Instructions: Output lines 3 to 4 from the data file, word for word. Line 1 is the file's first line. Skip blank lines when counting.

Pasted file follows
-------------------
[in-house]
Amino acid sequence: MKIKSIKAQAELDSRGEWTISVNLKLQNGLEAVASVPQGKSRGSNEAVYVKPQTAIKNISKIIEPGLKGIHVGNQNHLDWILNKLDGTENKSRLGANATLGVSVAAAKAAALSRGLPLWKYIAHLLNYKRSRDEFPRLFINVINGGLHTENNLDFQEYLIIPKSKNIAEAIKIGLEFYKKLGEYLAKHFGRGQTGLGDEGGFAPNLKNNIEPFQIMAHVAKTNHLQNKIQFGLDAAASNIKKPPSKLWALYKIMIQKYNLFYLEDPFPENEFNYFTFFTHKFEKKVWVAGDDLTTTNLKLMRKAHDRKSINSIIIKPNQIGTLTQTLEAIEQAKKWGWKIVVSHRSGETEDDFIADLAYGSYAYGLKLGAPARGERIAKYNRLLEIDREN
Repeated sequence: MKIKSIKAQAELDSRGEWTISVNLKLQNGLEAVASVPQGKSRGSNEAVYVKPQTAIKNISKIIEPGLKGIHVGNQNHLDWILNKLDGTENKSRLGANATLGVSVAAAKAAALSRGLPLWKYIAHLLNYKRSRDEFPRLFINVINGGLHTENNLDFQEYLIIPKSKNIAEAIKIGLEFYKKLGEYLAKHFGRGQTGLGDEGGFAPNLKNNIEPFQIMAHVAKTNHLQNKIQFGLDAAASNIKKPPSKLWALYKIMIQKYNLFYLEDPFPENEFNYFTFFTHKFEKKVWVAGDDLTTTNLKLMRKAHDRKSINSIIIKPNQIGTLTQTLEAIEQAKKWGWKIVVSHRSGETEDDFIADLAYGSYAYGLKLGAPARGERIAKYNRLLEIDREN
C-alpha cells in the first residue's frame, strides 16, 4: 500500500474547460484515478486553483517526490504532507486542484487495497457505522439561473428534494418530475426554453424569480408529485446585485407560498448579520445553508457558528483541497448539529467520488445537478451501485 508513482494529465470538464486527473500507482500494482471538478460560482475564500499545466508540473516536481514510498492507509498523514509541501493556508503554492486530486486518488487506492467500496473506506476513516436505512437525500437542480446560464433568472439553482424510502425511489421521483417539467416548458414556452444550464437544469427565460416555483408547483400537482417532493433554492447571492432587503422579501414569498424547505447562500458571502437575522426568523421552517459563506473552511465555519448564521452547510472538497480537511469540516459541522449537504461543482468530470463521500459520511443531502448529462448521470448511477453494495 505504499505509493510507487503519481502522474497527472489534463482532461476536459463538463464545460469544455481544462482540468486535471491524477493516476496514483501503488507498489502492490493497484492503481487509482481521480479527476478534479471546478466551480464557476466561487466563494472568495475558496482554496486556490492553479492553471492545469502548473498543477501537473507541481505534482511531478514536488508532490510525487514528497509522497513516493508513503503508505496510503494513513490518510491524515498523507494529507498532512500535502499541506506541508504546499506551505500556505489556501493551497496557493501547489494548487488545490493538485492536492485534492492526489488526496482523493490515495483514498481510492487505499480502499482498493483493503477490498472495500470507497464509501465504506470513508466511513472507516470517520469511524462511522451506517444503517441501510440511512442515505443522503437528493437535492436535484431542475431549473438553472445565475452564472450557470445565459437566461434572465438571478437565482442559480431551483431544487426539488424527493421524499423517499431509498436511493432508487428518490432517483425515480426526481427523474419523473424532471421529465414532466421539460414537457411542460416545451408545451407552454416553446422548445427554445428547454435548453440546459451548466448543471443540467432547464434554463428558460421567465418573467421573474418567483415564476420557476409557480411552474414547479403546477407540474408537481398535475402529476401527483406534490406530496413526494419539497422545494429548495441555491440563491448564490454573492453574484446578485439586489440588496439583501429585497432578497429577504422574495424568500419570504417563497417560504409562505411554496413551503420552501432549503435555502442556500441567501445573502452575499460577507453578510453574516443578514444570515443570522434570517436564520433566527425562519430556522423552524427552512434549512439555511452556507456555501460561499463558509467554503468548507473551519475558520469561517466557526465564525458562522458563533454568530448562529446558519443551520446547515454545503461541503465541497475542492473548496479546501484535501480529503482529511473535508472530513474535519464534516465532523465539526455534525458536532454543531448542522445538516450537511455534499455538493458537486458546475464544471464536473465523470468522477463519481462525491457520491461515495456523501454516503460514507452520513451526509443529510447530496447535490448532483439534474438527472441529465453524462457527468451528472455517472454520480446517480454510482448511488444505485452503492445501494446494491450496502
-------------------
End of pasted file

Repeated sequence: MKIKSIKAQAELDSRGEWTISVNLKLQNGLEAVASVPQGKSRGSNEAVYVKPQTAIKNISKIIEPGLKGIHVGNQNHLDWILNKLDGTENKSRLGANATLGVSVAAAKAAALSRGLPLWKYIAHLLNYKRSRDEFPRLFINVINGGLHTENNLDFQEYLIIPKSKNIAEAIKIGLEFYKKLGEYLAKHFGRGQTGLGDEGGFAPNLKNNIEPFQIMAHVAKTNHLQNKIQFGLDAAASNIKKPPSKLWALYKIMIQKYNLFYLEDPFPENEFNYFTFFTHKFEKKVWVAGDDLTTTNLKLMRKAHDRKSINSIIIKPNQIGTLTQTLEAIEQAKKWGWKIVVSHRSGETEDDFIADLAYGSYAYGLKLGAPARGERIAKYNRLLEIDREN
C-alpha cells in the first residue's frame, strides 16, 4: 500500500474547460484515478486553483517526490504532507486542484487495497457505522439561473428534494418530475426554453424569480408529485446585485407560498448579520445553508457558528483541497448539529467520488445537478451501485 508513482494529465470538464486527473500507482500494482471538478460560482475564500499545466508540473516536481514510498492507509498523514509541501493556508503554492486530486486518488487506492467500496473506506476513516436505512437525500437542480446560464433568472439553482424510502425511489421521483417539467416548458414556452444550464437544469427565460416555483408547483400537482417532493433554492447571492432587503422579501414569498424547505447562500458571502437575522426568523421552517459563506473552511465555519448564521452547510472538497480537511469540516459541522449537504461543482468530470463521500459520511443531502448529462448521470448511477453494495 505504499505509493510507487503519481502522474497527472489534463482532461476536459463538463464545460469544455481544462482540468486535471491524477493516476496514483501503488507498489502492490493497484492503481487509482481521480479527476478534479471546478466551480464557476466561487466563494472568495475558496482554496486556490492553479492553471492545469502548473498543477501537473507541481505534482511531478514536488508532490510525487514528497509522497513516493508513503503508505496510503494513513490518510491524515498523507494529507498532512500535502499541506506541508504546499506551505500556505489556501493551497496557493501547489494548487488545490493538485492536492485534492492526489488526496482523493490515495483514498481510492487505499480502499482498493483493503477490498472495500470507497464509501465504506470513508466511513472507516470517520469511524462511522451506517444503517441501510440511512442515505443522503437528493437535492436535484431542475431549473438553472445565475452564472450557470445565459437566461434572465438571478437565482442559480431551483431544487426539488424527493421524499423517499431509498436511493432508487428518490432517483425515480426526481427523474419523473424532471421529465414532466421539460414537457411542460416545451408545451407552454416553446422548445427554445428547454435548453440546459451548466448543471443540467432547464434554463428558460421567465418573467421573474418567483415564476420557476409557480411552474414547479403546477407540474408537481398535475402529476401527483406534490406530496413526494419539497422545494429548495441555491440563491448564490454573492453574484446578485439586489440588496439583501429585497432578497429577504422574495424568500419570504417563497417560504409562505411554496413551503420552501432549503435555502442556500441567501445573502452575499460577507453578510453574516443578514444570515443570522434570517436564520433566527425562519430556522423552524427552512434549512439555511452556507456555501460561499463558509467554503468548507473551519475558520469561517466557526465564525458562522458563533454568530448562529446558519443551520446547515454545503461541503465541497475542492473548496479546501484535501480529503482529511473535508472530513474535519464534516465532523465539526455534525458536532454543531448542522445538516450537511455534499455538493458537486458546475464544471464536473465523470468522477463519481462525491457520491461515495456523501454516503460514507452520513451526509443529510447530496447535490448532483439534474438527472441529465453524462457527468451528472455517472454520480446517480454510482448511488444505485452503492445501494446494491450496502